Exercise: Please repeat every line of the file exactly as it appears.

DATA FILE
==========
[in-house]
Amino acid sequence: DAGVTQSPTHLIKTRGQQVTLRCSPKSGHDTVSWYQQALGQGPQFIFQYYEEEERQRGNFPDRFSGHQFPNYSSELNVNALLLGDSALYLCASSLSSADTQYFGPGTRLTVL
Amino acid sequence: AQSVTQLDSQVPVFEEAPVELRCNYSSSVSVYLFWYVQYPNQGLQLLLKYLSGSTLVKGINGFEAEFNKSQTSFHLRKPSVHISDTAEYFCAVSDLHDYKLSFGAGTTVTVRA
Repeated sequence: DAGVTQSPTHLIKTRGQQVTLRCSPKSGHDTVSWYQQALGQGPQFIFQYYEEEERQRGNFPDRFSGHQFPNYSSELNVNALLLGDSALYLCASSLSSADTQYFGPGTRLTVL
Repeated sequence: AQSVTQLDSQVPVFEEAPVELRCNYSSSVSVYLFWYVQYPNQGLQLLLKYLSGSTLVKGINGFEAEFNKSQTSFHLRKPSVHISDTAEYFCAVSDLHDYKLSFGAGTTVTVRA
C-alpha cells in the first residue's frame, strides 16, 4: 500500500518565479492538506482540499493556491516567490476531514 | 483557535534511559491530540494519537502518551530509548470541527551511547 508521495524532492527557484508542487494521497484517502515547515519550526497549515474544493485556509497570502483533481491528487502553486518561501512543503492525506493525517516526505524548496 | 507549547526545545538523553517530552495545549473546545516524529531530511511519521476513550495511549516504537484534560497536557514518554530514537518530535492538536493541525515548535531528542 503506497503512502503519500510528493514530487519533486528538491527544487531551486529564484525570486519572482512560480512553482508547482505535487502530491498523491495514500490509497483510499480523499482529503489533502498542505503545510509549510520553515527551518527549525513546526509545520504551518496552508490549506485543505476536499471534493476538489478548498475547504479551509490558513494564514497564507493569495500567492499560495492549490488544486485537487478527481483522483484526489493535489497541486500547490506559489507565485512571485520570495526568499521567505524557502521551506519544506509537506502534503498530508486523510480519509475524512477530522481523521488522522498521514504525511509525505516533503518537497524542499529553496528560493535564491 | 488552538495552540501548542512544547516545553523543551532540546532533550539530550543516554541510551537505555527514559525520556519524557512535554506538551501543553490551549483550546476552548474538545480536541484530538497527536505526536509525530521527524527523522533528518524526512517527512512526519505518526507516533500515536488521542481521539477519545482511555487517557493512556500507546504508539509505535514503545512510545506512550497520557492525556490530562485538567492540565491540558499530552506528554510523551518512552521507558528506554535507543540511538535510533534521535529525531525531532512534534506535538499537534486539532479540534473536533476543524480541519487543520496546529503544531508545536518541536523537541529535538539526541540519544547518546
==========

[in-house]
Amino acid sequence: DAGVTQSPTHLIKTRGQQVTLRCSPKSGHDTVSWYQQALGQGPQFIFQYYEEEERQRGNFPDRFSGHQFPNYSSELNVNALLLGDSALYLCASSLSSADTQYFGPGTRLTVL
Amino acid sequence: AQSVTQLDSQVPVFEEAPVELRCNYSSSVSVYLFWYVQYPNQGLQLLLKYLSGSTLVKGINGFEAEFNKSQTSFHLRKPSVHISDTAEYFCAVSDLHDYKLSFGAGTTVTVRA
Repeated sequence: DAGVTQSPTHLIKTRGQQVTLRCSPKSGHDTVSWYQQALGQGPQFIFQYYEEEERQRGNFPDRFSGHQFPNYSSELNVNALLLGDSALYLCASSLSSADTQYFGPGTRLTVL
Repeated sequence: AQSVTQLDSQVPVFEEAPVELRCNYSSSVSVYLFWYVQYPNQGLQLLLKYLSGSTLVKGINGFEAEFNKSQTSFHLRKPSVHISDTAEYFCAVSDLHDYKLSFGAGTTVTVRA
C-alpha cells in the first residue's frame, strides 16, 4: 500500500518565479492538506482540499493556491516567490476531514 | 483557535534511559491530540494519537502518551530509548470541527551511547 508521495524532492527557484508542487494521497484517502515547515519550526497549515474544493485556509497570502483533481491528487502553486518561501512543503492525506493525517516526505524548496 | 507549547526545545538523553517530552495545549473546545516524529531530511511519521476513550495511549516504537484534560497536557514518554530514537518530535492538536493541525515548535531528542 503506497503512502503519500510528493514530487519533486528538491527544487531551486529564484525570486519572482512560480512553482508547482505535487502530491498523491495514500490509497483510499480523499482529503489533502498542505503545510509549510520553515527551518527549525513546526509545520504551518496552508490549506485543505476536499471534493476538489478548498475547504479551509490558513494564514497564507493569495500567492499560495492549490488544486485537487478527481483522483484526489493535489497541486500547490506559489507565485512571485520570495526568499521567505524557502521551506519544506509537506502534503498530508486523510480519509475524512477530522481523521488522522498521514504525511509525505516533503518537497524542499529553496528560493535564491 | 488552538495552540501548542512544547516545553523543551532540546532533550539530550543516554541510551537505555527514559525520556519524557512535554506538551501543553490551549483550546476552548474538545480536541484530538497527536505526536509525530521527524527523522533528518524526512517527512512526519505518526507516533500515536488521542481521539477519545482511555487517557493512556500507546504508539509505535514503545512510545506512550497520557492525556490530562485538567492540565491540558499530552506528554510523551518512552521507558528506554535507543540511538535510533534521535529525531525531532512534534506535538499537534486539532479540534473536533476543524480541519487543520496546529503544531508545536518541536523537541529535538539526541540519544547518546